2 March, 2015
Over the last few decades, advancements in technology have dramatically changed the maintenance and reliability industry. Organizations have invested heavily in automation and technology to reduce staff overhead, improve product quality, increase safety, etc.
Not only does technology automate a good portion of maintenance tasks, maintenance software can be used to detect defects and prevent equipment failure. Equipment failure has many negative consequences, including an adverse effect on profitability, lost production, and poor customer service. Some types of equipment failure can even affect an organization’s financial stability or force it out of business.
One thing that hasn’t changed much in the last few decades is preventive maintenance, or PM. PM is all about performing routine maintenance to improve equipment reliability, performance, and cost-effectiveness. If applied correctly, PM has the capacity to transform an organization’s maintenance approach and lead to significant improvements in equipment reliability. However, there are many mistakes that can ruin an organization’s PM program. Here are 7 preventive maintenance mistakes to avoid.
1. Not setting standard intervals for maintenance
Not setting standard intervals for maintenance is a problem because going too long in between PM tasks can lead to equipment damage. The repairs may end up costing you more than ongoing maintenance would have. Establishing appropriate frequencies for your scheduled maintenance is essential for optimizing equipment performance, reliability and longevity.
2. Not capturing enough data
Regular PM inspections and other maintenance activities can provide you with insight into problems that are occurring. You can mine the data to determine what you need to do in your PM program. You can also identify systems or sub-systems that are experiencing failure and then come up with a game plan to address those issues in your PM program. Maintenance software enables you to measure performance by helping you keep track of data, such as the percentage of completed PM tasks, the number of breakdowns occurring, or the number of times you’ve had to repair specific equipment.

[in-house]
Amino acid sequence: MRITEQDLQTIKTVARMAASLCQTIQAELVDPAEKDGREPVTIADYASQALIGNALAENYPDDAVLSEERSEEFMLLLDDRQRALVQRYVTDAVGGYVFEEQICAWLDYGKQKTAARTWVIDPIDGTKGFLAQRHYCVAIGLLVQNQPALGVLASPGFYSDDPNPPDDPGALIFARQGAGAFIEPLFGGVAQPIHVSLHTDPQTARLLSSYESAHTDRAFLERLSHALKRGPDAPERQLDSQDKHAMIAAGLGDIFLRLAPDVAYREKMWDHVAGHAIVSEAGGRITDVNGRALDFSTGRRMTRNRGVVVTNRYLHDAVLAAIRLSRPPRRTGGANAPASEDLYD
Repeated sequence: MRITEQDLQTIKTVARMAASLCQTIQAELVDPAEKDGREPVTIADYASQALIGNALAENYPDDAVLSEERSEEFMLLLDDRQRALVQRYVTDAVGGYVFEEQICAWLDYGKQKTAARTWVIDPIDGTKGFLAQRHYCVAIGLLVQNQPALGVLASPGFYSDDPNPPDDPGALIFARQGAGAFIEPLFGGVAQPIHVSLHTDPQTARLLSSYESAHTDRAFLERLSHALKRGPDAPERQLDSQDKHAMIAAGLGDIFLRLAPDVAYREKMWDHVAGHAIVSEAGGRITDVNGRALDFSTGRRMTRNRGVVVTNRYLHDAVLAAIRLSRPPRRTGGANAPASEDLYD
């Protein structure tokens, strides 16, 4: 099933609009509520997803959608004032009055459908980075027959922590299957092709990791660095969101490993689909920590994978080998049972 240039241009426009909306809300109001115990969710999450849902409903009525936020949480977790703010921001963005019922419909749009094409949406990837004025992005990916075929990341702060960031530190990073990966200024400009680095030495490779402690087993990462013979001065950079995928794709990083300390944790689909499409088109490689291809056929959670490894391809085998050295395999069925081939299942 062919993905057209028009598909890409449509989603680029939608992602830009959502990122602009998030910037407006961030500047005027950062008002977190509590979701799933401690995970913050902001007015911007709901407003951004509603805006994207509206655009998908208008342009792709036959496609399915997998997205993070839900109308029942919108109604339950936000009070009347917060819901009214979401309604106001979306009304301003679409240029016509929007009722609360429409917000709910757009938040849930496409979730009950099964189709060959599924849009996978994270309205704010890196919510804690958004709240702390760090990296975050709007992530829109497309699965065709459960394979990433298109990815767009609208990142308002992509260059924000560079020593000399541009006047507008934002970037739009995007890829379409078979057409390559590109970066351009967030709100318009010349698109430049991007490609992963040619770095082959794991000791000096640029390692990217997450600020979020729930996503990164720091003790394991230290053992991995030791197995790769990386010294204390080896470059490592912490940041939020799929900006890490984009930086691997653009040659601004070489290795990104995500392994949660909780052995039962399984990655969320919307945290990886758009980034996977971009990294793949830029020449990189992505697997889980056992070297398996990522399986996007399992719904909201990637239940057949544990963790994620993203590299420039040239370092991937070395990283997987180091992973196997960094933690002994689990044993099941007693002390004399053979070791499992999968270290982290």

3. Not Applying PM to all of your equipment
Omitting key equipment in your PM program can leave a company vulnerable to failure. PM should be scheduled for not only process-critical equipment, but also all support and infrastructure items. Failing to maintain facilities support equipment can lead to major downtime events. Regular preventive maintenance will reduce many, but not all, failures. Emergency maintenance may be needed to handle random failures, and this data needs to be captured and preventive measures included in future PMs.
4. Vague instructions
PM tasks should clearly explain what the maintenance technician has to measure, what condition they have to look for, and what they should do if they find an unsatisfactory condition while performing a PM task. If you want the job to be done right, you need to be as specific as possible, including attaching needed drawings, pass/fail criteria, condition monitoring, etc.
5. Not allowing maintenance technicians to provide comments when performing a PM task
When you have someone perform a PM task, give him or her the opportunity to provide comments about what they found when performing the inspection. It’s important to collect feedback from maintenance technicians if you want to optimize your PM program. This data can be used to correct instructions and refine scheduling.
6. Poor schedule compliance
Companies complaining that their PM programs are ineffective often don’t complete PM tasks on time. In order to develop a successful PM program, it’s essential to complete the right tasks at the right time. PMs are often assigned the lowest priority when in fact they should be considered high priority work. Companies should build scheduled downtime into their equipment operational schedules to provide adequate time for completing PMs.
7. Not knowing the difference between failure finding tasks and PM tasks
Many organizations lump failure finding tasks with PM tasks as if they were one in the same but they are not. Failure finding tasks are time-based inspections of equipment that are performed to determine whether a failure has already occurred, while PM tasks are intended to prevent an item from failing. Failure finding tasks deserve to be in a category of their own.
Preventive maintenance tasks enable you to spot problems early on and repair equipment rather than be required to replace it down the line. The full replacement of equipment is often an unnecessary expense that can be avoided if you have an effective PM program in place.